12 Torturous Methods of Execution in History that Will Make You Squirm

The Judgement of Cambyses by Gerard David (1498) Google Images

Flaying Alive

Flaying or skinning alive is another very ancient method of execution. The victim was stripped and their hands and feet secured to stop movement. Then, the executioner would slash the skin with a sharp knife and peeled it away from the muscles. The face was often flayed first to cause maximum suffering, as the victim was still conscious. To make the punishment worse, the executioner could part boiling the victim first for a few minutes as this softened the skin, making it easier to tear away.

The procedure left not only muscles but also nerves exposed. This was agonizing, but it also left the victim’s body vulnerable. So if the shock of the pain did not kill them, blood loss, and hypothermia or, if they survived long enough, infection would bring about death.

A number of cultures practiced flaying.  An enraged Christian mob flayed the female philosopher Hypatia of Alexandria by killing her  “with potsherds.” The Aztecs and Assyrians both flayed their enemies. In the Aztec’s case, prisoners of war were flayed alive while the Assyrians liked to make an example of the defeated rulers of their enemies by skinning them.

The displayed skin of a flayed person could act as a warning and a deterrent. A legend from Hadstock, Essex, in England told how medieval parishioners nailed the flayed skin of a Danish raider to the church door as a warning to other unchristian marauders.  The legend proved to be true. When the door came to be repaired, pieces of human skin were found under the doornails.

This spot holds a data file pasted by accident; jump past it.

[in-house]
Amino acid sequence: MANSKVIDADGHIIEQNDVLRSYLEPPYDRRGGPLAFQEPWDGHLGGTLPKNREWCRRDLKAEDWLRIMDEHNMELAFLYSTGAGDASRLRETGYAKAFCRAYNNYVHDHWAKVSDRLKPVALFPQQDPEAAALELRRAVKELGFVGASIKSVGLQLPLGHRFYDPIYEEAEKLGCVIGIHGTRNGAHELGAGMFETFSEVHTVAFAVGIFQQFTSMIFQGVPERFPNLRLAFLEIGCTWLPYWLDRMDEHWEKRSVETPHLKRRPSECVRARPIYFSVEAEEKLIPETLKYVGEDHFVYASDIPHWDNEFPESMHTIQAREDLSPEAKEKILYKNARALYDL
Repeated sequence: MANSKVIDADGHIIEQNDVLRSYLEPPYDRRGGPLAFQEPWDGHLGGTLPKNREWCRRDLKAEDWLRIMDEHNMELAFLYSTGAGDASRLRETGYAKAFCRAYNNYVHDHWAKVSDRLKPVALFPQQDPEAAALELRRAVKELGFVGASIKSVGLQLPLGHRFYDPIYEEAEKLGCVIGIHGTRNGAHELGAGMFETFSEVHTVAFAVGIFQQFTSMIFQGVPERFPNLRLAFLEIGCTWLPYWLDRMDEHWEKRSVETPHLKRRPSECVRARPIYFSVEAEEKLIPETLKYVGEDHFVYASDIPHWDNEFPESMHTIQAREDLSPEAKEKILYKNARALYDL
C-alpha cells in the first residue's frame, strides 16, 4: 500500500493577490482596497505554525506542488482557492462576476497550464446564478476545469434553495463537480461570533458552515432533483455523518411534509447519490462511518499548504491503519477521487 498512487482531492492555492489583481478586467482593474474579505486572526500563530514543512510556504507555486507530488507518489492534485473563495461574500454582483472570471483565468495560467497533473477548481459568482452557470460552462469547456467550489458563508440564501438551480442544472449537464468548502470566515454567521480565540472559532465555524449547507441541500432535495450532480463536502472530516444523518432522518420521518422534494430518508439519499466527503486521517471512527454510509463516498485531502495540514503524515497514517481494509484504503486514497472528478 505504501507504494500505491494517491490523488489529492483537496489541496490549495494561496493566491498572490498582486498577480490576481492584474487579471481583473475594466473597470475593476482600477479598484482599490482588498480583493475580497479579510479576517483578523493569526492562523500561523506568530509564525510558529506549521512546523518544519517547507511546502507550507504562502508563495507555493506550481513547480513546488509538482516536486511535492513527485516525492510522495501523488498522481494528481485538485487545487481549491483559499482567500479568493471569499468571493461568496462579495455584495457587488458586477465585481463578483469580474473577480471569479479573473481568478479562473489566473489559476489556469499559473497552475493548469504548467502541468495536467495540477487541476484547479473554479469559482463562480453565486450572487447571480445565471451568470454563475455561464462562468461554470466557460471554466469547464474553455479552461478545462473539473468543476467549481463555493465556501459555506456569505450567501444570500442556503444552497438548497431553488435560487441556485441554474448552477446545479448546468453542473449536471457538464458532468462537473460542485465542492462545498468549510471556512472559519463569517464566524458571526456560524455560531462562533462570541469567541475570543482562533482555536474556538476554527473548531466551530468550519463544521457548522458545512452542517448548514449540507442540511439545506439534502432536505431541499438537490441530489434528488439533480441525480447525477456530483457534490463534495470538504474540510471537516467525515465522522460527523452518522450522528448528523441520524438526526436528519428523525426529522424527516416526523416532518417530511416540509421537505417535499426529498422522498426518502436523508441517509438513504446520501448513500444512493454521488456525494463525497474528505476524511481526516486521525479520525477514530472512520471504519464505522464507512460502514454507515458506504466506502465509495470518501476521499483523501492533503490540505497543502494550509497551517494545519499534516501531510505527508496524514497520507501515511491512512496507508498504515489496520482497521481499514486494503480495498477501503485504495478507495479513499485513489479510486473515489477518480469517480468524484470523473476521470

From 900AD until it was banned in 1905, the Chinese practiced a type of flaying called Ling chi or death of a thousand cuts. This prolonged death was only awarded to those guilty of treason. One such person was Lui Jin, a sixteenth-century imperial eunuch. Lui Jin was the leader of “The eight tigers” a group of powerful Ming dynasty eunuchs. When their emperor began to neglect imperial affairs due to his dissolute lifestyle, Lui Jin effectively organized a coup and began to pass laws in the emperor’s stead.

However, once the emperor became aware of the situation, he had Lui Jin arrested and sentenced to Ling chi. The former court official was sentenced to 1,000 cuts a day over a three day period. Lui Jin only survived until the second day, just long enough received 300-400 of his second day of cuts.